US and Japan bolster alliance and vow to pressure North Korea
Japan and the United States on Thursday pledged to continue applying pressure on North Korea while ensuring a firmer bilateral alliance to better respond to the increased threat posed by Pyongyang’s nuclear and missile programmes.
The two countries’ foreign and defence ministers called on the international community to “comprehensively and thoroughly implement” UN Security Council sanctions on North Korea so as to compel it to change course, they said in a joint statement issued after a meeting in Washington.
The ministers singled out China as needing to take “decisive measures” in regards North Korea, prodding Beijing to tighten the economic screws on Pyongyang. China accounts for about 90 per cent of the North’s trade and is a major supplier of oil to the country.
Referring to trilateral security cooperation with South Korea, they stressed the need to enhance information-sharing and expand three-way exercises including missile warning, anti-submarine warfare and maritime interdiction operations, the statement said.
Bringing together Japanese Foreign Minister Taro Kono, Defence Minister Itsunori Onodera, US Secretary of State Rex Tillerson and Defence Secretary Jim Mattis, it marked the first meeting of the Japan-US Security Consultative Committee, known as the “two-plus-two,” since US President Donald Trump took office in January.
Faced with progress in North Korea’s nuclear weapons and ballistic missile technology, the ministers reaffirmed the alliance’s commitment to the security of Japan through the full range of capabilities, including US nuclear forces.
North Korea test-launched two intercontinental ballistic missiles last month and the US Defence Intelligence Agency reportedly assessed that Pyongyang could ready a reliable nuclear-capable ICBM as early as next year, two years earlier than previously estimated.
Last week, North Korean leader Kim Jong-un threatened to simultaneously fire four ballistic missiles into waters off the US Pacific territory of Guam. The flight path suggested by the North would take the missiles over Shimane, Hiroshima, Ehime and Kochi prefectures in western Japan.
“The ministers committed to bolster the capabilities of the alliance to deter and respond to these threats,” the statement said.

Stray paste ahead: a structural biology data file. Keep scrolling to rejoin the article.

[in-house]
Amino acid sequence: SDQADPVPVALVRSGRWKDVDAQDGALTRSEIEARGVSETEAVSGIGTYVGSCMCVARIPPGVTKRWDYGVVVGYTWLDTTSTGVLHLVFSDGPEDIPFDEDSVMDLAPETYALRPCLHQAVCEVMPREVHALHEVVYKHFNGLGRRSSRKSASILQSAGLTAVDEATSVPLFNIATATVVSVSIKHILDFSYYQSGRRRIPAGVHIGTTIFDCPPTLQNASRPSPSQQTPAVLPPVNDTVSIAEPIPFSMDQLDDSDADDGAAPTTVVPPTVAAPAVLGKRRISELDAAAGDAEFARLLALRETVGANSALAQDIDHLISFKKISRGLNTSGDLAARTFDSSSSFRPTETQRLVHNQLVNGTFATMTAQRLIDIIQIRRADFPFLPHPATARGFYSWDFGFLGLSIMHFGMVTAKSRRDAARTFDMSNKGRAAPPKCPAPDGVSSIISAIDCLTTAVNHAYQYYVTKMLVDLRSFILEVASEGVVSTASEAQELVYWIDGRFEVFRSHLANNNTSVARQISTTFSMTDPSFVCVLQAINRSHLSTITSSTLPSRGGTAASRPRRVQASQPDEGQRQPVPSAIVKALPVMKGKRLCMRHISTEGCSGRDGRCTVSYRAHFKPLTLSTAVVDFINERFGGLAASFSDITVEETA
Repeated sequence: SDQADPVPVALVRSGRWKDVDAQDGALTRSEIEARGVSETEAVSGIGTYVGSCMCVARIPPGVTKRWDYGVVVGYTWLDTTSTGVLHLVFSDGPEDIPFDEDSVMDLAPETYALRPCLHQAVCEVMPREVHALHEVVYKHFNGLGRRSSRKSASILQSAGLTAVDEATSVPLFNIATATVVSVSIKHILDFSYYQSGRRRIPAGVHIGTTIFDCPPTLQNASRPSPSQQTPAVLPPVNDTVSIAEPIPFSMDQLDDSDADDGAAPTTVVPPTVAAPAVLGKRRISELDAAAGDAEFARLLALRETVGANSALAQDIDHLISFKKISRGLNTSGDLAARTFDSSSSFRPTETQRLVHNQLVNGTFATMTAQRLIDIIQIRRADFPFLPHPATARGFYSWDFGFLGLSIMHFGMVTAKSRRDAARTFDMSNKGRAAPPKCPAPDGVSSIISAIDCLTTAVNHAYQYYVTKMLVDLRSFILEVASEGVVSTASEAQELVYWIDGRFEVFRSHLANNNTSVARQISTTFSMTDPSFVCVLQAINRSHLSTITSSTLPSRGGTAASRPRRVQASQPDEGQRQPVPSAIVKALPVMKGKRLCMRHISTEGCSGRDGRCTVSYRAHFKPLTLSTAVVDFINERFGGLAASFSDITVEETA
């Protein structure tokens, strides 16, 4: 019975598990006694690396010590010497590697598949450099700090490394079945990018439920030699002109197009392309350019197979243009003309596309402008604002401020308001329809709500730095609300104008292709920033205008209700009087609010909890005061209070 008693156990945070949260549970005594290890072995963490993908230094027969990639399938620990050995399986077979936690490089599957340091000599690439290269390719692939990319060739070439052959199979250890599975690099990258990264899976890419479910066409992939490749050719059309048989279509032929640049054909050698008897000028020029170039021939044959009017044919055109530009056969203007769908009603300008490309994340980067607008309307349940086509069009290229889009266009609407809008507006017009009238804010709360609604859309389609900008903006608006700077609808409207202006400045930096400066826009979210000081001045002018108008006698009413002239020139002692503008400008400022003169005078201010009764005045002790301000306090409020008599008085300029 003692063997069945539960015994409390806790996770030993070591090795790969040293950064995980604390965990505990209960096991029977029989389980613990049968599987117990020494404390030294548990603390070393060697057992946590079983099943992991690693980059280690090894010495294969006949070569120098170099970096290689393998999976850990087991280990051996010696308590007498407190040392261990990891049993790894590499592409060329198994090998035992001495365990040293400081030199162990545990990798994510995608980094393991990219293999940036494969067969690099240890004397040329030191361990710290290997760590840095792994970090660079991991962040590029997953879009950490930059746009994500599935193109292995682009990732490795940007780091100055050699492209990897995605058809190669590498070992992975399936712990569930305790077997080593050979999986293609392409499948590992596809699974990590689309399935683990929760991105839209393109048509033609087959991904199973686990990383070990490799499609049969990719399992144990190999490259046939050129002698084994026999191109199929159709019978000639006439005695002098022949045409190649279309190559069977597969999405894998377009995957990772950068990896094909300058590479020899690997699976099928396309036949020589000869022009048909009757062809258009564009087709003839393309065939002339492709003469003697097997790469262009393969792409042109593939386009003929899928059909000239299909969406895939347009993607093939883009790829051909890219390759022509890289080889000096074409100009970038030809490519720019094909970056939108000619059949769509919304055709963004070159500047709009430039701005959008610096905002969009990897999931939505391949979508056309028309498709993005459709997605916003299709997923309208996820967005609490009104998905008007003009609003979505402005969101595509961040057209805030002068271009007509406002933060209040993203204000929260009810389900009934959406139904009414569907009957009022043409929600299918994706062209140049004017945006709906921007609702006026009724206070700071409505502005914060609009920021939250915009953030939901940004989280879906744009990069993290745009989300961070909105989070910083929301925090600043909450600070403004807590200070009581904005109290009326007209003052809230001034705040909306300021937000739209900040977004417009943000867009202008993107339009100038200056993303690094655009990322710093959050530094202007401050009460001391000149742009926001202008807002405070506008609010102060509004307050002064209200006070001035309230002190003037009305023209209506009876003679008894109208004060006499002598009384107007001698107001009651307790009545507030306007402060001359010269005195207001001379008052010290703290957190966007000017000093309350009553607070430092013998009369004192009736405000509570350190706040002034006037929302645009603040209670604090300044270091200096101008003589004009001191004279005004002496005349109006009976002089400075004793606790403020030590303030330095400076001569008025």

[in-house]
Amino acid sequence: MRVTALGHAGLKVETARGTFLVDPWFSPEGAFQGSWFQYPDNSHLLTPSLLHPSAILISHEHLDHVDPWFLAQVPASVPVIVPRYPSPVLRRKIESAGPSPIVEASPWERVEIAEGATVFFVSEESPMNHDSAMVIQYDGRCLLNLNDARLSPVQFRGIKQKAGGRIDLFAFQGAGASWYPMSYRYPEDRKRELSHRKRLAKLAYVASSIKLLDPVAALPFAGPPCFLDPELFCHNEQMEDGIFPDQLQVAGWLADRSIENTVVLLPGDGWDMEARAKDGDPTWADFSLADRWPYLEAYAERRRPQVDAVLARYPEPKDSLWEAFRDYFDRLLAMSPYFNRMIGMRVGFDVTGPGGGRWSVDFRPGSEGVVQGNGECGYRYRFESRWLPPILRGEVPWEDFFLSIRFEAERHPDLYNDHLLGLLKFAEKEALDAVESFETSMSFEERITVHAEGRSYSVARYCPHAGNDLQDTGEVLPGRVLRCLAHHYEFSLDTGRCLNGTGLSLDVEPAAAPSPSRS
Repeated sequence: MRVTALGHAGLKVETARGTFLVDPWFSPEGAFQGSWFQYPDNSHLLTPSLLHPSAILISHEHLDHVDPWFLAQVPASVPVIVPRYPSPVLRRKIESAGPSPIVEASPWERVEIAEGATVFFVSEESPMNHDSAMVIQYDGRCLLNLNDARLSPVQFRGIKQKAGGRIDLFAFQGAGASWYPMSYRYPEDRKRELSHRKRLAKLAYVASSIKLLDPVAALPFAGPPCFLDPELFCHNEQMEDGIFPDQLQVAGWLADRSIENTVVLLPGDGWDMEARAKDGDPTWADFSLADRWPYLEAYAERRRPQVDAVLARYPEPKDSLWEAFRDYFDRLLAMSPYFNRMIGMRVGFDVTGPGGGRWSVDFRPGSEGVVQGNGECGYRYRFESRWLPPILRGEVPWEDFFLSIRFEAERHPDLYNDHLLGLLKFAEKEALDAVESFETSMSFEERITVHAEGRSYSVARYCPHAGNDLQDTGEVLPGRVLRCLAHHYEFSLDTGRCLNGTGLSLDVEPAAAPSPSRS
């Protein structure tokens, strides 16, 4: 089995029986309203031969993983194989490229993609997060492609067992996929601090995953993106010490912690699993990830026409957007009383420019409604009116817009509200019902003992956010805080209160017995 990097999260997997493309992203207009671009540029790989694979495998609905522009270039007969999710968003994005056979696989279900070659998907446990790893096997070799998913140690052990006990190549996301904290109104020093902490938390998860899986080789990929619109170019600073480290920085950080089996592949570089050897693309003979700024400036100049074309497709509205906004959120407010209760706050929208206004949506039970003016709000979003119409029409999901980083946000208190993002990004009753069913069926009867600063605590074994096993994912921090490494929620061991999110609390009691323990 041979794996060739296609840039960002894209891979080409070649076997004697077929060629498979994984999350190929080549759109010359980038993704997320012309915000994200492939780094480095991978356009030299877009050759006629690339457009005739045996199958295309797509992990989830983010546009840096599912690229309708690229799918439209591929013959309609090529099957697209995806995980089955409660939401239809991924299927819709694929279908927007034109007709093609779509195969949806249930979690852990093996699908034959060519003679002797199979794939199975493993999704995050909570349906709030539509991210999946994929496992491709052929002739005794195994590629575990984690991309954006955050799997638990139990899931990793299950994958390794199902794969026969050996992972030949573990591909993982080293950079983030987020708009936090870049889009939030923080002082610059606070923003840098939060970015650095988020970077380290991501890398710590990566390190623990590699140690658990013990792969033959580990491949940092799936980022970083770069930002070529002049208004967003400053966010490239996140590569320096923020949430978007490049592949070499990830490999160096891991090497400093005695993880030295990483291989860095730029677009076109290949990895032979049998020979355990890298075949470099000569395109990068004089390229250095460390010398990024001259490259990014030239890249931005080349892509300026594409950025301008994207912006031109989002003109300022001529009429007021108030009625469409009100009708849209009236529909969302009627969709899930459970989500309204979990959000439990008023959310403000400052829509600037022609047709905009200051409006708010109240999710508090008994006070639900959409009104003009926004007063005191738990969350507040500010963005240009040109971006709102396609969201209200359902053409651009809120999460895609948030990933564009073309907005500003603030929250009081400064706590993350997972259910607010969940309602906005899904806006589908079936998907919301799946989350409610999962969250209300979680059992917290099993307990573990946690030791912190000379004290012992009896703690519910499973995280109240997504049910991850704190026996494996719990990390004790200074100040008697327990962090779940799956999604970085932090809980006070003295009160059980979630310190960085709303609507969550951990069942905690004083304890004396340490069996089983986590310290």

“They also concurred on continuing to pressure North Korea, in cooperation with other countries, to compel it to take concrete actions to end its nuclear and ballistic missile programmes, and to achieve the complete, verifiable, and irreversible denuclearisation of the Korean Peninsula,” it said.
Referring to China’s attempts to challenge Japan’s administration of the Senkaku Islands, the ministers reconfirmed Article 5 of the Japan-US security treaty applies to the East China Sea islets, meaning that Washington will defend Tokyo in the event of conflict over the islands.
“The United States and Japan oppose any unilateral action that seeks to undermine Japan’s administration of these islands,” the statement said, alluding to repeated intrusion by Chinese government vessels into surrounding Japanese waters.
The ministers expressed veiled criticism of China’s militarisation of outposts in disputed areas of the South China Sea, saying they “reaffirmed their opposition to unilateral coercive actions by claimants ... that alter the status quo and increase tensions.”
China has overlapping territorial claims with Brunei, Malaysia, the Philippines, Vietnam and Taiwan in the South China Sea. Beijing has refused to comply with last year’s international tribunal ruling that invalidated the country’s claims across almost the entire sea.
The ministers affirmed the two countries’ intention to further promote defence equipment and technology transfers to Southeast Asian nations such as the Philippines and Vietnam in maritime security and other areas.
They vowed to advance trilateral and multilateral security cooperation with other partners in the Asia-Pacific region, notably South Korea, Australia, India and Southeast Asian countries, with the US committing to maintain a strong presence in the region.
On the Japan-US plan to move US Marine Corps Air Station Futenma within Okinawa Prefecture, southern Japan, the ministers underscored that the current plan is “the only solution” for removing the dangers posed by the air station without undermining the deterrence provided by the Japan-US alliance.
“The ministers reaffirmed the two governments’ unwavering commitment to the plan and underscored their strong determination to achieve its completion as soon as possible and the long-desired return of MCAS Futenma to Japan,” the statement said.
Okinawa Governor Takeshi Onaga has demanded that the Futenma base be moved outside the prefecture. Many Okinawa residents said they want to reduce the burden on the prefecture from hosting the bulk of US forces in Japan.